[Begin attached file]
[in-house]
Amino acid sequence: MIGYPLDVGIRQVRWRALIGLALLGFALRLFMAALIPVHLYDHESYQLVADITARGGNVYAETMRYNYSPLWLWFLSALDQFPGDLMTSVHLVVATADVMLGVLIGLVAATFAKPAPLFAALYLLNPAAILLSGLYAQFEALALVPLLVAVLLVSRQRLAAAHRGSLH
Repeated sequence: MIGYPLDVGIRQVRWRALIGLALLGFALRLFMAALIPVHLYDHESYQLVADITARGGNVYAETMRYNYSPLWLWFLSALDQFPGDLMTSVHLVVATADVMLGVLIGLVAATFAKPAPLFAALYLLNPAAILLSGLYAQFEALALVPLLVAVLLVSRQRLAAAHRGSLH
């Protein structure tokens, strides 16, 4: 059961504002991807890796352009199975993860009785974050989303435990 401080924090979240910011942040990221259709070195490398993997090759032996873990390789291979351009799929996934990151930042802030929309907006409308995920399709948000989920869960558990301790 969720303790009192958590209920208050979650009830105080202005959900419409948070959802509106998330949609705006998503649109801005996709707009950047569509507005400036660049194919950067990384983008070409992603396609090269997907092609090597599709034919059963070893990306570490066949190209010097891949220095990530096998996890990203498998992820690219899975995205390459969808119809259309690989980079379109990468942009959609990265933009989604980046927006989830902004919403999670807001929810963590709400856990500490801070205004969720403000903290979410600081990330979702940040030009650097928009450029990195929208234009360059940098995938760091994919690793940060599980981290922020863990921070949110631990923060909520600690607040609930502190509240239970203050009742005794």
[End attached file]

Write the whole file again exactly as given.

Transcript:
[in-house]
Amino acid sequence: MIGYPLDVGIRQVRWRALIGLALLGFALRLFMAALIPVHLYDHESYQLVADITARGGNVYAETMRYNYSPLWLWFLSALDQFPGDLMTSVHLVVATADVMLGVLIGLVAATFAKPAPLFAALYLLNPAAILLSGLYAQFEALALVPLLVAVLLVSRQRLAAAHRGSLH
Repeated sequence: MIGYPLDVGIRQVRWRALIGLALLGFALRLFMAALIPVHLYDHESYQLVADITARGGNVYAETMRYNYSPLWLWFLSALDQFPGDLMTSVHLVVATADVMLGVLIGLVAATFAKPAPLFAALYLLNPAAILLSGLYAQFEALALVPLLVAVLLVSRQRLAAAHRGSLH
């Protein structure tokens, strides 16, 4: 059961504002991807890796352009199975993860009785974050989303435990 401080924090979240910011942040990221259709070195490398993997090759032996873990390789291979351009799929996934990151930042802030929309907006409308995920399709948000989920869960558990301790 969720303790009192958590209920208050979650009830105080202005959900419409948070959802509106998330949609705006998503649109801005996709707009950047569509507005400036660049194919950067990384983008070409992603396609090269997907092609090597599709034919059963070893990306570490066949190209010097891949220095990530096998996890990203498998992820690219899975995205390459969808119809259309690989980079379109990468942009959609990265933009989604980046927006989830902004919403999670807001929810963590709400856990500490801070205004969720403000903290979410600081990330979702940040030009650097928009450029990195929208234009360059940098995938760091994919690793940060599980981290922020863990921070949110631990923060909520600690607040609930502190509240239970203050009742005794």